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Kadhafi forces get four days to surrender or face military action

Reuters/Esam Al-Fetori
3 min

Rebels in Libya have given a Saturday ultimatum for Moamer Kadhafi's forces to surrender or face a military onslaught. National Transitional Council, NTC, chief Mustafa Abdel Jalil speaking from the rebel stronghold of Benghazi on Tuesday said the respite was offered to mark the three-day Eid al-Fitr Muslim feast which follows the end of the Muslim fasting month of Ramadan. 


"From Saturday, if no peaceful solution is in sight on the ground, we will resort to military force," he warned.

Algeria meanwhile has defended its decision to give shelter to the embattled Libyan leader’s wife and three children saying it was based on humanitarian concerns. Libyan rebels who toppled the longtime strongman are demanding they be returned for trial.

"We'd like those persons to come back," NTC spokesman Mahmud Shammam said in Tripoli, claiming that Algeria had given the family members "a pass" to enter a third country.

So far Algeria has not recognised the NTC and has adopted a stance of strict neutrality on the Libyan conflict, leading some among the rebels to accuse it of supporting the Kadhafi regime.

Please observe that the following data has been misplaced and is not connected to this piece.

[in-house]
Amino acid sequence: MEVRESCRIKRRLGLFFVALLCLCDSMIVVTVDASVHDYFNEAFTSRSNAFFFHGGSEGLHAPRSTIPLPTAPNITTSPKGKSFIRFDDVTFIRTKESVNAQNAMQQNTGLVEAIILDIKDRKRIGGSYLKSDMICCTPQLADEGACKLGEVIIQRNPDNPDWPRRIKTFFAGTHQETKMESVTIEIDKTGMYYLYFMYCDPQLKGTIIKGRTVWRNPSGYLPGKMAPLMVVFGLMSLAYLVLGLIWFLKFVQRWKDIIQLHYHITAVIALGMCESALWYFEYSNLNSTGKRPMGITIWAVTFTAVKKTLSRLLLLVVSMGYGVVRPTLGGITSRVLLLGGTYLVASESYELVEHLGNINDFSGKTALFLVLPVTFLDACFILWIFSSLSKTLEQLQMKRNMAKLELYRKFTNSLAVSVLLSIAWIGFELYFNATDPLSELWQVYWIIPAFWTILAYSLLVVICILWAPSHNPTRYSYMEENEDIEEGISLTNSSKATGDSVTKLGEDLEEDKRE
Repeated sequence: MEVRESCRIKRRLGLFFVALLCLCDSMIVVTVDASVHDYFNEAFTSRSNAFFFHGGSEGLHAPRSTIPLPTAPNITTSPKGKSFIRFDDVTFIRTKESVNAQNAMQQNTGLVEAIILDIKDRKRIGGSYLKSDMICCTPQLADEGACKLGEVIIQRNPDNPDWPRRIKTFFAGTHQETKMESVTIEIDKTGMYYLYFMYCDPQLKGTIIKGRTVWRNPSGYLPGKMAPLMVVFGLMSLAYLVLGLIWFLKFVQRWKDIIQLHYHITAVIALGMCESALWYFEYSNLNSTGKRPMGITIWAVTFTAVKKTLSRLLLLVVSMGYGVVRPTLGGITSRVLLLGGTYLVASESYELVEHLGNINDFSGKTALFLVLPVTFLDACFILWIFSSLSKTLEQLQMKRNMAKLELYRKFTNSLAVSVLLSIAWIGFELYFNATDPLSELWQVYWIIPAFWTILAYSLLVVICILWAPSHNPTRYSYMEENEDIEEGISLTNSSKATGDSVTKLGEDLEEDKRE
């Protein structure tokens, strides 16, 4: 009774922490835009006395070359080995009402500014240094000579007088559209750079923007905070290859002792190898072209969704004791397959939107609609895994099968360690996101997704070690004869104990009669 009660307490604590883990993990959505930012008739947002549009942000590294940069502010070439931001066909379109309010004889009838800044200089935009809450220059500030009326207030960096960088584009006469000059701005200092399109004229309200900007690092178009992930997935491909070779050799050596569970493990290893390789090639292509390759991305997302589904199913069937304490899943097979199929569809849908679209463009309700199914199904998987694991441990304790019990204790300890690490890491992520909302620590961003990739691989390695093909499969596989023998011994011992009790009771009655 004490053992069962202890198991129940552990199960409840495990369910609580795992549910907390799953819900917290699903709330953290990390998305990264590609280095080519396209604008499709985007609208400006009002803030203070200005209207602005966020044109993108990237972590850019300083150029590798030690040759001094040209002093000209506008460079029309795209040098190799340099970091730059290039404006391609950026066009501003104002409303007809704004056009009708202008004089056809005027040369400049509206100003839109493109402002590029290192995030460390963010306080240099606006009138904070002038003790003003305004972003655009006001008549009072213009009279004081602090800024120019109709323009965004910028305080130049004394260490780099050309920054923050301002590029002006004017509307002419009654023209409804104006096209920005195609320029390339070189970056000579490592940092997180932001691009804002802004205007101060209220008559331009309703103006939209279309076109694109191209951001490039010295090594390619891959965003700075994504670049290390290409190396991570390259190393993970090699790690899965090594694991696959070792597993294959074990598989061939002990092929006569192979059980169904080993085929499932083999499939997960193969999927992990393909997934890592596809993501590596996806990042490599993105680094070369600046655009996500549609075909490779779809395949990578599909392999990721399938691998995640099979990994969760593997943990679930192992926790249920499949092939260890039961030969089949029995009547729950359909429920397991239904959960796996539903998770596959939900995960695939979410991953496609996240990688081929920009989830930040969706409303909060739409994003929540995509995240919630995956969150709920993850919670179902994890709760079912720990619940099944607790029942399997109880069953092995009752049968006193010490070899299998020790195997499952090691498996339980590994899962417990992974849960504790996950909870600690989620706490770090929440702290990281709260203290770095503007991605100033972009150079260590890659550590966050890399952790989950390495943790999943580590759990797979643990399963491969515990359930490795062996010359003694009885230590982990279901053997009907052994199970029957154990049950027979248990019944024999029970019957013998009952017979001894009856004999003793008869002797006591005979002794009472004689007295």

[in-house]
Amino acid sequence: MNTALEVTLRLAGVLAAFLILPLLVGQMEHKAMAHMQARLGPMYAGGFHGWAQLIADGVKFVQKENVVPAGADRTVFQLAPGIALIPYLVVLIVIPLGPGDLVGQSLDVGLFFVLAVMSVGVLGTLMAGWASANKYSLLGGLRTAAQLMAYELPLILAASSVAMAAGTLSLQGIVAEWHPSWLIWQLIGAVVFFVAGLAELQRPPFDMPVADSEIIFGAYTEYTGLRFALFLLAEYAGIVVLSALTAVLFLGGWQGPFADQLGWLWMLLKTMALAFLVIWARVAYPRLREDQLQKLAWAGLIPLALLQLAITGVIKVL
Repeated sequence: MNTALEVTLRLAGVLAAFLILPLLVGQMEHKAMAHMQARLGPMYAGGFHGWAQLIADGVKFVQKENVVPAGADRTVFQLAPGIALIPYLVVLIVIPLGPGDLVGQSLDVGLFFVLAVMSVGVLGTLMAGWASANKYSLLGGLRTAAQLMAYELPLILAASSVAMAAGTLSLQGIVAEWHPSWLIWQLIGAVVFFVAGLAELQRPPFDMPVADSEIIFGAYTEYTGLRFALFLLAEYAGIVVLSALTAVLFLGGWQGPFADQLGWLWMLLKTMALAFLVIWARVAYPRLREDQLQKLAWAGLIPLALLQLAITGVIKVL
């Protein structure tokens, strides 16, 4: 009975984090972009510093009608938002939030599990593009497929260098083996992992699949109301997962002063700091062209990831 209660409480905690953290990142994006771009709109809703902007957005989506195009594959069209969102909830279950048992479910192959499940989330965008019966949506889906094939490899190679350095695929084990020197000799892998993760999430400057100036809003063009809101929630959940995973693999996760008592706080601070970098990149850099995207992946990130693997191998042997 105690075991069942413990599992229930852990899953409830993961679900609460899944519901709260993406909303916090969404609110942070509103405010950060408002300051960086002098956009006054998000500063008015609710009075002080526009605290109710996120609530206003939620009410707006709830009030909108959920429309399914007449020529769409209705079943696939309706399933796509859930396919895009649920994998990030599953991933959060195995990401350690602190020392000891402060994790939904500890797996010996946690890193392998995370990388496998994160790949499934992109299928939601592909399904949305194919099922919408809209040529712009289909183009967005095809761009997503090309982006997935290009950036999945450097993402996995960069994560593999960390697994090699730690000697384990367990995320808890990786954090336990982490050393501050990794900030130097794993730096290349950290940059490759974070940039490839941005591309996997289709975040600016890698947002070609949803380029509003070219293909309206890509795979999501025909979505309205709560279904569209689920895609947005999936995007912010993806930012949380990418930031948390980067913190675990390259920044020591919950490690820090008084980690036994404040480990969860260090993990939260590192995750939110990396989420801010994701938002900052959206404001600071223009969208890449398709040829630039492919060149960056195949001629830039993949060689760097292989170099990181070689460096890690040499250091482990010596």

Just hours after crossing over, the Algerian authorities announced that daughter Aisha had given birth to a girl.

The newborn girl was named Safiya, after their grandmother, according to the daily Ennahar, which said the family crossed via the Tinkarine border post in the far south and was flown 400 kilometres northwest to Djanet, where Aisha was admitted to hospital.

The family has been placed in a residence under guard in the desert town, the newspaper said.

Meanwhile, Nato said on Tuesday its warplanes have fired a new barrage of bombs against Kadhafi forces holed up in Sirte, 360 kilometres east of Tripoli destroying 22 vehicles mounted with weapons, four radars, three command and control nodes, one anti-aircraft missile system and one surface-to-air missile system.

And rebel reinforcements are reported to be arriving at Bin Jawad, 100 kilometres east of Sirte. Occasional explosions could be heard from near Nofilia, a desert hamlet just inland from Bin Jawad, while rebel T-55 tanks and armoured vehicles move towards the front line to take up positions in the sand dunes.

Other rebel fighters have moved to within 30 kilometres of Sirte from the west and were awaiting the reinforcements, rebel commander Mohammed al-Fortiya, told the French news agency.

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